Infrastructural practices, made by the manipulations of pumps, pipes and hydraulic expertise, play a critical role in managing urban populations. Drawing on two years of ethnographic research in Mumbai, in this article I show how Muslim settlers in a northern suburb, are being rendered abject residents of the city. Abjection isn't not a lack of social and political entitlements, but a denial of them. As Muslim settlers are being pushed down to claim less desirable water through the deliberate inaction of city engineers and technocrats, this article shows the iterative process through which abjection is made through tenuous and contentious infrastructural connections between the government and the governed.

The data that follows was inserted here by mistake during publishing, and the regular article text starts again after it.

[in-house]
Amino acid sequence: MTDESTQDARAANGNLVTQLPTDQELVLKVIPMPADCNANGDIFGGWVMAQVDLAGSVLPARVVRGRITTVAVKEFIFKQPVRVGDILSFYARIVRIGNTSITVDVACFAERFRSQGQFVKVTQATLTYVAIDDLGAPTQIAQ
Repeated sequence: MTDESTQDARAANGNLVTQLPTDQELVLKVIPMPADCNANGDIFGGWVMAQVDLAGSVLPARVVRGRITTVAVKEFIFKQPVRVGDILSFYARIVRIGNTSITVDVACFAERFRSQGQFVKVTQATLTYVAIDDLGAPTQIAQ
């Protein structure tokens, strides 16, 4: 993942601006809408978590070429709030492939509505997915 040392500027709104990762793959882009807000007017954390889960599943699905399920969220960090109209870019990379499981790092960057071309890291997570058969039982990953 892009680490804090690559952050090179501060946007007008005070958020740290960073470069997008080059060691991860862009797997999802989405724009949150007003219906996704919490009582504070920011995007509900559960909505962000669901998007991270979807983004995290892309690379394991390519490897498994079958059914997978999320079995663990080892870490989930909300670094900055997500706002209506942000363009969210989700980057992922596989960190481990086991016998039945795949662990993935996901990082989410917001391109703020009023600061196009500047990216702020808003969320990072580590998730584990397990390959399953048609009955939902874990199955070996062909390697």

Bibliographical noteFunding Information:
This research was carried out with the financial support of Stanford University, the Social Science Research Council, the Wenner-Gren Foundation, and the National Science Foundation, for which I am very grateful.
Copyright 2012 Elsevier B.V., All rights reserved.